And if the share price goes up, and the company increases profits and therefore pays out a higher dividend, it can make a big difference to your wealth…
Patience Is Profitable
Let me give you an example. In 1988, world famous investor Warren Buffett bought shares of The Coca-Cola Company [NYSE: KO] for the equivalent of about USD$2.30 per share. At the time the company paid 8 cents per year in dividends.
Today, Coca-Cola’s share price is USD$37.04, and it pays an annual dividend of about $1 per share.
If Coca-Cola keeps growing the annual dividend at the current rate, within a few years Buffett will receive more each year in dividends than he paid for the stock 24 years ago.
That’s just one example. But it gives you a good idea about the virtue of patience and buying good quality stocks. Remember, the ‘One Dollar’ savings plan is about saving for your retirement.
It’s not about making a big gain today and another big gain tomorrow. That’s trading. I’m not stopping your from doing that, but that’s something you should do with another part of your savings plan…set up a trading account that’s separate from your ‘One Dollar’ account.
Even use a separate broking account so you don’t mix up the different investment strategies.
But back to the long term savings plan. Which quality Aussie dividend stocks should you buy?
To give you an idea of where to start looking, I’ve created a shortlist for you to consider. The parameters I used are:
- Market capitalisation greater than $10 billion
- Dividend yield greater than 5%
- Dividend yield less than 10%
I’ve put a cap on the dividend yield, because for reasons I’ll explain another day, a high dividend yield can indicate that the stock is high risk.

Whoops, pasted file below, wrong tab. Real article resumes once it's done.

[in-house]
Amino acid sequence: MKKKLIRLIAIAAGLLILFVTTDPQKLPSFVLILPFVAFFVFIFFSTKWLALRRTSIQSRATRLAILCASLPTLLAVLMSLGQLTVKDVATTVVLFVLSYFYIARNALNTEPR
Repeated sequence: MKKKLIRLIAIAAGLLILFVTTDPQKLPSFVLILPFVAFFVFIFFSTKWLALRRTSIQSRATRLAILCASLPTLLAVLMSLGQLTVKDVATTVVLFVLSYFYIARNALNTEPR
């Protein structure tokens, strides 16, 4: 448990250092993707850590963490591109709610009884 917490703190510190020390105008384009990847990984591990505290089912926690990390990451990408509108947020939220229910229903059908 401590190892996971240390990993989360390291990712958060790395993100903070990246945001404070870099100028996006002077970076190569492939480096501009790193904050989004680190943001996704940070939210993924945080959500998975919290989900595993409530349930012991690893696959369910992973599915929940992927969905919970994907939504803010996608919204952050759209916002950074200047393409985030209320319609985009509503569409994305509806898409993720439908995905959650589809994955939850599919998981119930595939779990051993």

After feeding this info into my stock screening software, of the 1,800 stocks listed on the ASX, it returned the following nine stocks:
Source: CMC Markets Stockbroking
As you know from reading Money Morning, I’m not a big fan of bank stocks. I just don’t like their business model. The banks need ever-increasing debt and I just don’t believe the global debt boom will continue.
But, you may think differently. And if you do, that’s fine. Anyway, among those nine stocks you should be able to pick at least one company that you can save up to buy.
(Disclosure: for my sins my super fund owns shares in Telstra.)
I can’t tell you which stock to buy, because you may not be ready to buy yet. If you’ve only just started putting money aside in a jar, piggy bank or money box, it could be weeks, months, or more than a year before you’ve saved $500.
That’s where you’ll need to do a bit of homework, or from time to time read my analysis or that of my colleagues.
You’ll Be Surprised
But I’ll wind up by saying it again. Put in some effort. Save $1 or more a day by cutting down on unnecessary spending, and then do a stocktake of your bigger weekly or monthly spending (remember, this weekend my wife and I worked out we can save a four-figure sum each year by making a couple of simple cuts).
Do that and I’m convinced you’ll be surprised by just how much you waste…and how much you can save.
Bottom line: saving money doesn’t have to be hard. Make the right savings and it doesn’t have to have a negative impact on your current lifestyle.
Start today, and be sure to let me know how you get on by dropping a line email@example.com
Editor, Pursuit of Happiness
This article is contributed by Pursuit of Happiness. Click Here to Subscribe to their free newsletter.